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CORTLAND, Ind. (AP)  – A woman helping raise money for relatives of four southern Indiana teenagers killed while pushing a stalled SUV says scammers are trying to capitalize on the tragedy.

Lisa Crowe is on a committee raising money for the families of the teens, who died Aug. 25 when a vehicle struck them and four other teens while pushing the SUV to a birthday party in the rural community of Cortland, about 50 miles (80 kilometers) south of Indianapolis.

Crowe tells WDRB-TV some of the teens relatives have alerted her that people posing as the teens relatives have started online fundraisers purporting to raise money for their relatives.

She says shes stunned someone would try to capitalize financially by exploiting families whove lost the most important thing in their lives.

CORTLAND, Ind. (AP) — Hundreds of people filled a southern Indiana high school parking lot for a vigil honoring four teenagers who were killed Saturday when they were struck while pushing a stalled SUV after attending a birthday party.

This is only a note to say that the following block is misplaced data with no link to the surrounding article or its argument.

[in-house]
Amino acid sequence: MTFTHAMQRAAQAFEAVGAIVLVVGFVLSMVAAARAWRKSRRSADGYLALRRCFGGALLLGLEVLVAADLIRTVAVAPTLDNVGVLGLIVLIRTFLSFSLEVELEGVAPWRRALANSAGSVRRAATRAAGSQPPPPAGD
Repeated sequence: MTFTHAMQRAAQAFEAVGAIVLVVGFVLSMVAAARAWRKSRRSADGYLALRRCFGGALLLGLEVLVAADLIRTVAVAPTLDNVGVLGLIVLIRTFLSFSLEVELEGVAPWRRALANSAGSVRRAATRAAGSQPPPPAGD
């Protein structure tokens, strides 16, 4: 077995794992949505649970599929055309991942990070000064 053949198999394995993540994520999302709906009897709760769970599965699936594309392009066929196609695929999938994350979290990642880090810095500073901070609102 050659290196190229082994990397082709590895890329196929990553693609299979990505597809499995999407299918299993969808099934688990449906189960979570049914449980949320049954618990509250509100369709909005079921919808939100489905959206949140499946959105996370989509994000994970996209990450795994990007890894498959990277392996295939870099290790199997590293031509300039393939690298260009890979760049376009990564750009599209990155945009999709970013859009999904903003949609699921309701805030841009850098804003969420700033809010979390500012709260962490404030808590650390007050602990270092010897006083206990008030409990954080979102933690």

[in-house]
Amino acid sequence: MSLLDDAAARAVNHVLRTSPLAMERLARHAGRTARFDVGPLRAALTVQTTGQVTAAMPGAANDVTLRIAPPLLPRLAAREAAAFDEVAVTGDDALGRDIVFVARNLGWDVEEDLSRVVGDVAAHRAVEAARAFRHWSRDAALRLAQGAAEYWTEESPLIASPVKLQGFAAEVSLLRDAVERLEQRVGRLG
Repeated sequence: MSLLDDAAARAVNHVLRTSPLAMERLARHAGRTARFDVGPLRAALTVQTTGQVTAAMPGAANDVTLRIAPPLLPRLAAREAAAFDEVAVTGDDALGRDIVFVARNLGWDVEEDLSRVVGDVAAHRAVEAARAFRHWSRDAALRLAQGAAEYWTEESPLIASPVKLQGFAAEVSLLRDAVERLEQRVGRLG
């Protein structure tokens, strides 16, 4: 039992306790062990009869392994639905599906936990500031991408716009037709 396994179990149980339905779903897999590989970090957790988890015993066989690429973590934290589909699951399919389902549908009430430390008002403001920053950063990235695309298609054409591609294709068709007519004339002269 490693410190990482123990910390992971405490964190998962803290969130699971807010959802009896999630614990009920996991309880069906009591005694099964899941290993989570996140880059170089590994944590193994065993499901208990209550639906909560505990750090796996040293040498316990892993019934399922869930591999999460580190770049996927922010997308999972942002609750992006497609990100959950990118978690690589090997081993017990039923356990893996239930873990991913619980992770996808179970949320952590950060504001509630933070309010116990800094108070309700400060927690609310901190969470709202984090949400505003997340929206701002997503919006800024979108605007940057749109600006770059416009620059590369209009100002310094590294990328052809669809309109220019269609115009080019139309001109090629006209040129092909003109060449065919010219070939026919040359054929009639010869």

The teens were pushing the vehicle after it broke down on Indiana 258 in the rural community of Cortland, about 50 miles (80. 5 kilometers) south of Indianapolis, when an SUV driven by a 24-year-old woman struck them from behind, police said.

Four other teenagers were injured and three of them were flown to hospitals in Indianapolis and Louisville, Kentucky, while the fourth was treated at a local hospital.

Authorities identified those killed as: 14-year-olds Neveah Law and Jenna Helton; 15-year-old Brittany Watson; and 16-year-old Martin Martinez.

The four teens who died were students at Seymour High School and Brownstown Central High School. At a hastily-arranged community prayer vigil Sunday at Seymour High School, people embraced and shed tears while others lit candles, released balloons and left messages on cards.

A local pastor spoke to the teens’ relatives and others attending the vigil.

Law’s mother, Torre Collins of Seymour, urged people to hug their children tight and hold them close because they might be gone in an instant.

“Mine walked out the door (Saturday) and will never be coming home to me,” she told The Seymour Tribune .

Martinez’s mother, Terri, said she learned of her son’s death while on vacation in Florida, and she hasn’t had time to process anything that has happened.

“It’s way too soon for him,” she said. “He was too sweet and would do anything for anyone.”